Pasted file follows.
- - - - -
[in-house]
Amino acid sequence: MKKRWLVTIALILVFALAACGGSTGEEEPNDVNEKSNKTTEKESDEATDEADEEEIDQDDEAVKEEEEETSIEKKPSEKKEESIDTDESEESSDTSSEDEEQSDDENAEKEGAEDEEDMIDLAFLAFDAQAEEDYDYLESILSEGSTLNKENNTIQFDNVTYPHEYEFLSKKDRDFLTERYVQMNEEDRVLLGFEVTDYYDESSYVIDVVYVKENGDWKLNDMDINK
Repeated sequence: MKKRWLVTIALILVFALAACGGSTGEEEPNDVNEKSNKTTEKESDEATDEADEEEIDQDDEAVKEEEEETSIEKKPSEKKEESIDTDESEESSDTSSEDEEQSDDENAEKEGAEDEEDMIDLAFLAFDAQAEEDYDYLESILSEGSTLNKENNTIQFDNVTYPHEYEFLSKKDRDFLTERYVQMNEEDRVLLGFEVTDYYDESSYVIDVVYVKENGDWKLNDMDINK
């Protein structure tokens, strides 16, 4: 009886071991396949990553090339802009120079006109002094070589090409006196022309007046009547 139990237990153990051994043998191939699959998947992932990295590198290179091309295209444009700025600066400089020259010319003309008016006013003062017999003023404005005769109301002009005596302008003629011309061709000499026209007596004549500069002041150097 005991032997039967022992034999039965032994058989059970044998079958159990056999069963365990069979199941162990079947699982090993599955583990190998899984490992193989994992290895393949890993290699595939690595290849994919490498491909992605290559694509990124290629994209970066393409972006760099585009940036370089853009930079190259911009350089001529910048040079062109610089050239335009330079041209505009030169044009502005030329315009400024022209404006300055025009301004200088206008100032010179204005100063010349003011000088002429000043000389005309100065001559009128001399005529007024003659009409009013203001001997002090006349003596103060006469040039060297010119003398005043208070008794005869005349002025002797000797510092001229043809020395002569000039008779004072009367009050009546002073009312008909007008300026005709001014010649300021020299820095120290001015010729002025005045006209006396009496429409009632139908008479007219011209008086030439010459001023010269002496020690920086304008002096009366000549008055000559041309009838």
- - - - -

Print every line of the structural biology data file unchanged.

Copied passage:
[in-house]
Amino acid sequence: MKKRWLVTIALILVFALAACGGSTGEEEPNDVNEKSNKTTEKESDEATDEADEEEIDQDDEAVKEEEEETSIEKKPSEKKEESIDTDESEESSDTSSEDEEQSDDENAEKEGAEDEEDMIDLAFLAFDAQAEEDYDYLESILSEGSTLNKENNTIQFDNVTYPHEYEFLSKKDRDFLTERYVQMNEEDRVLLGFEVTDYYDESSYVIDVVYVKENGDWKLNDMDINK
Repeated sequence: MKKRWLVTIALILVFALAACGGSTGEEEPNDVNEKSNKTTEKESDEATDEADEEEIDQDDEAVKEEEEETSIEKKPSEKKEESIDTDESEESSDTSSEDEEQSDDENAEKEGAEDEEDMIDLAFLAFDAQAEEDYDYLESILSEGSTLNKENNTIQFDNVTYPHEYEFLSKKDRDFLTERYVQMNEEDRVLLGFEVTDYYDESSYVIDVVYVKENGDWKLNDMDINK
């Protein structure tokens, strides 16, 4: 009886071991396949990553090339802009120079006109002094070589090409006196022309007046009547 139990237990153990051994043998191939699959998947992932990295590198290179091309295209444009700025600066400089020259010319003309008016006013003062017999003023404005005769109301002009005596302008003629011309061709000499026209007596004549500069002041150097 005991032997039967022992034999039965032994058989059970044998079958159990056999069963365990069979199941162990079947699982090993599955583990190998899984490992193989994992290895393949890993290699595939690595290849994919490498491909992605290559694509990124290629994209970066393409972006760099585009940036370089853009930079190259911009350089001529910048040079062109610089050239335009330079041209505009030169044009502005030329315009400024022209404006300055025009301004200088206008100032010179204005100063010349003011000088002429000043000389005309100065001559009128001399005529007024003659009409009013203001001997002090006349003596103060006469040039060297010119003398005043208070008794005869005349002025002797000797510092001229043809020395002569000039008779004072009367009050009546002073009312008909007008300026005709001014010649300021020299820095120290001015010729002025005045006209006396009496429409009632139908008479007219011209008086030439010459001023010269002496020690920086304008002096009366000549008055000559041309009838």